MINOT, N.D. - A legendary Minot coaching career began with a simple question for Gary Leslie when he began teaching high school students in the 1960s.
"I was teaching movement exercises and I thought 'What is the best way to teach movement exercise?,' well to have somebody move," Leslie said.
Leslie's gymnasts performed at local halftime shows all the way up to NAIA Championships. Linda Grina took lessons from Leslie as a student-athlete and has used them in her own coaching career with Bismarck Public Schools.
"I know he's very passionate about it to this day. He still comes to meets, and he's always out there coaching with Minot or helping the girls mentally get through things," Grina said.
Leslie also coached track, tennis, and football, with his best memories coming off the field.
"Everything that those student-athletes did were a highlight. Their friends now. They communicate back and forth. That's what it's all about. I couldn't tell you what the score was in a particular track meet or gymnastics meet. I just know when they stepped on the floor or put the uniform on, they were ready to compete," Leslie said.
Steve Carver coached the first Bishop Ryan gymnastics team in 1973 after Leslie asked him about the job. He saw how determined female athletes were to succeed alongside Leslie, in an era where they were limited to practicing on mats in Swain Hall.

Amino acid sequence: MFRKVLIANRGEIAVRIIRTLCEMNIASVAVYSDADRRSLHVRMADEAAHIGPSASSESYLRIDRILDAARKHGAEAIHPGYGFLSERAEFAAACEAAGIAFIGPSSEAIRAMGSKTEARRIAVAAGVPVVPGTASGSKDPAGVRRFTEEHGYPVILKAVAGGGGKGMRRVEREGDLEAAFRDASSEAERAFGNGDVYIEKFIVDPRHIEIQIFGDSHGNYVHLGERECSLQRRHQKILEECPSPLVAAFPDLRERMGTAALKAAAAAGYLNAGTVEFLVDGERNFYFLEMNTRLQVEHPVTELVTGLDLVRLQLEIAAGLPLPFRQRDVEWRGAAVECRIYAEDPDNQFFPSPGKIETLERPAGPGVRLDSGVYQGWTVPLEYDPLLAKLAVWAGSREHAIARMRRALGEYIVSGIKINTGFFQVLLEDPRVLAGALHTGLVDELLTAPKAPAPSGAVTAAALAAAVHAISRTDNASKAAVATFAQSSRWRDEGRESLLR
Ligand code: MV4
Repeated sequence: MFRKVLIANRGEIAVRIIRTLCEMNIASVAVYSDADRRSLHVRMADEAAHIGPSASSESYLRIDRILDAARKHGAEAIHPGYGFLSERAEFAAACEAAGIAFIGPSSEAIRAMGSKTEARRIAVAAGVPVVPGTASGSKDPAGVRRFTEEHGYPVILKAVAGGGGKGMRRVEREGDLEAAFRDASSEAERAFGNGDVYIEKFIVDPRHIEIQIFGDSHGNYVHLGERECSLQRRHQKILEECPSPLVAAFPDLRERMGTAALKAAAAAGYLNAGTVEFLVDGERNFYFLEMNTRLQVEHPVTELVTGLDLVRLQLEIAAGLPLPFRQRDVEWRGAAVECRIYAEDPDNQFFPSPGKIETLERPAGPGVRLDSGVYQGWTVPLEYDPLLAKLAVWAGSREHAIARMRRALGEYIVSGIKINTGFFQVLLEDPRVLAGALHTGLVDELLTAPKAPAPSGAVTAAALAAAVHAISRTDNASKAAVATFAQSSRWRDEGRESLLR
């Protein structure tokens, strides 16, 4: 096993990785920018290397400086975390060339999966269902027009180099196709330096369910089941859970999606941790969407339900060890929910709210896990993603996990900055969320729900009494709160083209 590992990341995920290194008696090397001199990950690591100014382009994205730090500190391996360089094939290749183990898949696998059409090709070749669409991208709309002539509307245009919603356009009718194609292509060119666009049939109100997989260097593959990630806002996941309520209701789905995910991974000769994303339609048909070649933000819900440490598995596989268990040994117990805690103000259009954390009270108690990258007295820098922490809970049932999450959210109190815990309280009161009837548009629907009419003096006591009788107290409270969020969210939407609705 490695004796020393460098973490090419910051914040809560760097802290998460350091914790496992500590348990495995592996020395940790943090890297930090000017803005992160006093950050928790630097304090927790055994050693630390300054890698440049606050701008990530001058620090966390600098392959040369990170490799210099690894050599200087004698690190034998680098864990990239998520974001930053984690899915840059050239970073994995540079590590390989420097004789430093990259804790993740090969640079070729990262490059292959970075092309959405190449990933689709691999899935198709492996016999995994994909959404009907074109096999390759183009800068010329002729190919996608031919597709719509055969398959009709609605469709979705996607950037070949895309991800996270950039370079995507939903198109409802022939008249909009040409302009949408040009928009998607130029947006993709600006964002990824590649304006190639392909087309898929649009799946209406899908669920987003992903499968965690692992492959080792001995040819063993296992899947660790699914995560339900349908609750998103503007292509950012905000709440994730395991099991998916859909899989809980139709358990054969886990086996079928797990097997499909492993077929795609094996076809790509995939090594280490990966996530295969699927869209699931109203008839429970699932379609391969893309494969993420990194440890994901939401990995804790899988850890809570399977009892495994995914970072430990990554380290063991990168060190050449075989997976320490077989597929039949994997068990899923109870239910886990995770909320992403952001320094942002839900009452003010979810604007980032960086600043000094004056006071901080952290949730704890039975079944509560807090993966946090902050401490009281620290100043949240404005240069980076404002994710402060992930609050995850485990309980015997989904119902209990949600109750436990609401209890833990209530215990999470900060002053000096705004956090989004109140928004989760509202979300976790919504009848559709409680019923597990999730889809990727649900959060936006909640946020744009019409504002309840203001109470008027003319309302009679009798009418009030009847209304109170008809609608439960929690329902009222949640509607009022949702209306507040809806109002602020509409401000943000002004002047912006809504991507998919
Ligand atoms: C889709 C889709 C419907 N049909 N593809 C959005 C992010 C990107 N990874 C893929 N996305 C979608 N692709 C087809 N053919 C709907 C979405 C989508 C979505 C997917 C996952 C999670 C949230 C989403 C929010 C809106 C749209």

"They're a certain type of character. They have to work really long hours really hard, and you get to know them and spend a lot of time with them... It's fun to watch them grow, both as an athlete [and] as young adults and adults," Carver said.
Leslie is pleased to see how far the sport has come in the Minot area.
"These athletes now have a chance to compete because they have good coaches, they have good video machines, and everything else. We used to have to slow down the videos. We had 8-track tapes that we had to take a pencil to move slowly to make sure that we could see it," Leslie said.
One thing's for sure, you can't tell the story of early Minot female athletics without Leslie.
"He affects a lot of people in a lot of positive ways, I can say that. [When it comes to coaching] I said 'Well okay we'll give it a try' and he was true to his word. He was right there for many, many years to get me started and to keep me going," Carver said.
"[It] just makes you feel good that you hopefully had a positive influence on the people that you interacted with," Leslie said.
A coach's impact, spanning generations of athletes. Gary recently celebrated his 80th birthday and 50th wedding anniversary.